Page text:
June 25, 2020 Atlanta - Bert Reeves (R-Marietta), left, and Bonnie Rich (R- Suwanee) who presented SB-375 wait for the result after the vote in the House Chambers on day 39 of the legislative session at Georgia State Capitol on Thursday, June 25, 2020. (Hyosub Shin / Hyosub.Shin@ajc.com)
Photo: HYOSUB SHIN / AJC
Photo: HYOSUB SHIN / AJC

Vaping tax advances as tobacco tax stalls in Georgia House

The Georgia House voted Thursday to impose a 7% tax on vaping products while leaving tobacco taxes at some of the lowest rates in the nation.

The legislation, Senate Bill 375, also would raise the age to buy tobacco and vaping products from 18 to 21.

The House passed the bill 123-33, and it now advances to the state Senate for a final vote Friday.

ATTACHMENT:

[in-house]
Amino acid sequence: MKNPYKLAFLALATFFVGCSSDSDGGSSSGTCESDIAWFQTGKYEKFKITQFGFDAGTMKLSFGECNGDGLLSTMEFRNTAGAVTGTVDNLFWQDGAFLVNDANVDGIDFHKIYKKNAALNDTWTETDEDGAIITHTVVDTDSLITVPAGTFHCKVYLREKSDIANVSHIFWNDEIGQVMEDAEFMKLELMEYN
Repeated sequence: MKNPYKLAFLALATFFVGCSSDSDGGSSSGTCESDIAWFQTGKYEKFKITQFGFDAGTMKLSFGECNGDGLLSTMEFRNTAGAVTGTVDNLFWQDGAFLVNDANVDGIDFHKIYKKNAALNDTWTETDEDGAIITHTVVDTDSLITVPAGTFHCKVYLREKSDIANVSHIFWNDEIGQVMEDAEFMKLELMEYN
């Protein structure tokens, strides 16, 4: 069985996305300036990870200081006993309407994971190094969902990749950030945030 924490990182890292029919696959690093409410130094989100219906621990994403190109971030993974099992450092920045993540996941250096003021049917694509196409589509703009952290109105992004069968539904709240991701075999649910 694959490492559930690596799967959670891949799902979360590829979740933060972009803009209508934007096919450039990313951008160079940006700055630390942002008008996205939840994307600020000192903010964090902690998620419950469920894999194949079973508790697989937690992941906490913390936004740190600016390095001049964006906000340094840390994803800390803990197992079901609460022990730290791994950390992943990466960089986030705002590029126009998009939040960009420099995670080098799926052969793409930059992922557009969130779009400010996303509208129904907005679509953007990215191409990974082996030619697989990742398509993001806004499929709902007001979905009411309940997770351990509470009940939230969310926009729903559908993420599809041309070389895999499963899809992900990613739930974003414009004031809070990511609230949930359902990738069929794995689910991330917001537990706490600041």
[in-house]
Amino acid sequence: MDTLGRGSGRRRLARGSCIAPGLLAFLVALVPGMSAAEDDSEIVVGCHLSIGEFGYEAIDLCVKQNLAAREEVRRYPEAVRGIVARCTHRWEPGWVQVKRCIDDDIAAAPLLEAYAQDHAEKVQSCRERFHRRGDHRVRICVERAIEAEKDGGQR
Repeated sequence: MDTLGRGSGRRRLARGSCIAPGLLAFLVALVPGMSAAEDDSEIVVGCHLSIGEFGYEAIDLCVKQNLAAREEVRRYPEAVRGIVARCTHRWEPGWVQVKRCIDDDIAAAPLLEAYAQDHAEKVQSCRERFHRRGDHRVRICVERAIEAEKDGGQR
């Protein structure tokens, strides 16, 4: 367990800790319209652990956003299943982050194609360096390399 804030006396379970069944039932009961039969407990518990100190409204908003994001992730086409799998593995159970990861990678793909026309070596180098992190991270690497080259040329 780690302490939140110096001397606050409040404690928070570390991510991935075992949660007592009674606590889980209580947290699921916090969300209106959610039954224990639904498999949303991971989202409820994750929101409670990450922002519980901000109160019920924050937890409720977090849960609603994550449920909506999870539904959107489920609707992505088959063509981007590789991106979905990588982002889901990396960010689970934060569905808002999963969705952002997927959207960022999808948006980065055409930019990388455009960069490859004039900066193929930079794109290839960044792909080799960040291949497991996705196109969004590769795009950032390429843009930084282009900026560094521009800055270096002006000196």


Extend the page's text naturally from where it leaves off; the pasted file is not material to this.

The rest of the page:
Live: Track major Georgia bills and see odds of passing 

The legislation would help reach the goal of “curbing and hopefully eliminating the epidemic of our youth using and abusing vapes,” said state Rep. Bonnie Rich, a Republican from Suwanee.

The 7% tax, along with licensing fees for vaping product sellers, would raise between $9.6 million and $14.5 million in the upcoming fiscal year, which begins Wednesday, according to state estimates.

Minority Leader Bob Trammell said state lawmakers are missing an opportunity to raise hundreds of millions of dollars more by raising taxes on cigarettes and other tobacco products.

Georgia has one of the lowest cigarette tax rates in the nation at 37 cents per pack. A Senate committee voted last week to raise the cigarette tax rate to $1.35 per back, but that legislation faces dim products in the House.

“This House could’ve had the opportunity to raise revenue that could be applied to the budget,” said Trammell, a Democrat from Luthersville. “We’re saying as a House that we’re uninterested in that opportunity.”

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